Corruption Society & Culture

Real Lives, Real Stories: Maldives


This is the first story of our new series Real Lives, Real Stories, written by staff from our national chapters in the Asia Pacific region. Stories about different people and different situations in different contexts, but with one common message: change is possible when citizens get involved, even when the odds seem stacked against them.

Today we are looking at the Maldives, where the incumbent president is facing serious corruption allegations while many opposition leaders and critics have been jailed, forced into exile or even killed over the last couple of years. Still, many people continue to stand up for transparency and accountability — this story is about them.

Malé, Capital of the Maldives

Easa, a 36-year-old activist, is arguing passionately with a receptionist at the Maldives Parliament. He is upset because his Right to Information (RTI) application form, seeking the names of parliamentarians who have submitted their asset declarations, has been rejected.

Easa is frustrated — this is the fourth government institution to reject his RTI application this month.

The receptionist explains to Easa that his RTI application cannot be processed because it is incomplete — he has left blank the field which asks him to give the reason why he is seeking to obtain the requested information.

Although the Maldives RTI Law does not require those seeking information to state their reason for doing so, the RTI application requires applicants to state this — a technical loophole that enables institutions to easily reject requests for information.

And Easa is not alone: hundreds of people seeking access to information have had their RTI requests denied because they left blank the “reason” field in their application.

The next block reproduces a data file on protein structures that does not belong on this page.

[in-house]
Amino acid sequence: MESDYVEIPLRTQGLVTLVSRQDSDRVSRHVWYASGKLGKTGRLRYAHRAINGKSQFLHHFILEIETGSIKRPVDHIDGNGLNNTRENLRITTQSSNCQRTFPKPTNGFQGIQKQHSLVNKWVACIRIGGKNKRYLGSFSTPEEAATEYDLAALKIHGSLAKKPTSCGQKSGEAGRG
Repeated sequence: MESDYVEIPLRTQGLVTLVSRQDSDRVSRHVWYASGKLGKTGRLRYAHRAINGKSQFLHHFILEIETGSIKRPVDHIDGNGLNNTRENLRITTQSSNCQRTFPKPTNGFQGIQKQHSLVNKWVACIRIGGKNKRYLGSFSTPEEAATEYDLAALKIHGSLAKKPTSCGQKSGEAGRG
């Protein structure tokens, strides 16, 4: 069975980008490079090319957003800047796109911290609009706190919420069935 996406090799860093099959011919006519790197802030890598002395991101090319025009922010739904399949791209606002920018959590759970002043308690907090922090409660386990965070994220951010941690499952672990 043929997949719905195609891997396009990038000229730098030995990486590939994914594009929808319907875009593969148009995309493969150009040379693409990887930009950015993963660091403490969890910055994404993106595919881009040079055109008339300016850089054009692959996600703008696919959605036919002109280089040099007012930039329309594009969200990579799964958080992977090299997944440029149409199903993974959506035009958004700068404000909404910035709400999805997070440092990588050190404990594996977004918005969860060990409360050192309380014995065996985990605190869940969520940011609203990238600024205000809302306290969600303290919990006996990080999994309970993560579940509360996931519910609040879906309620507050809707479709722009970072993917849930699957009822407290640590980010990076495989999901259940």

“Information Officers in public institutions lack even very basic awareness of the RTI Act. Every time I submit an RTI application, I have to explain the RTI Act to the staff at the institution and I have to explain that I am not legally obliged to provide a reason for asking for information,” Easa explained, adding that no one should have to explain why they need access to public information.

Transparency International Maldives works with people like Easa, who are seeking access to information, to encourage more and more citizens to use the RTI application form as a tool to demand transparency in order to hold public officials accountable.

Looking to streamline access to public information since the passage of the RTI Act in 2013, TI Maldives has worked with the Information Commissioner’s Office (ICOM) and has held several training sessions across the country to build the capacity of information officers and increase their knowledge of the RTI Law.

Subsequent lobbying efforts resulted in a notable policy impact in July 2017: the Information Commission changed the RTI application form by putting the word “optional” in the field which asks why the applicant requested information.“Even though it is a small technicality, this change will have tremendous implications for the way public information is demanded and supplied,” said Mariyam Shiuna, the Executive Director of TI Maldives. She added that this is a positive step forward in the work TI Maldives does to combat corruption and hold public officials accountable. Easa is delighted by the news: “Institutions can no longer reject my RTI applications. I’m hopeful that people will submit more RTI applications and seek more information, making it more difficult for public officials to be corrupt.”

Full details are available at the link below:


Source URL: Medium

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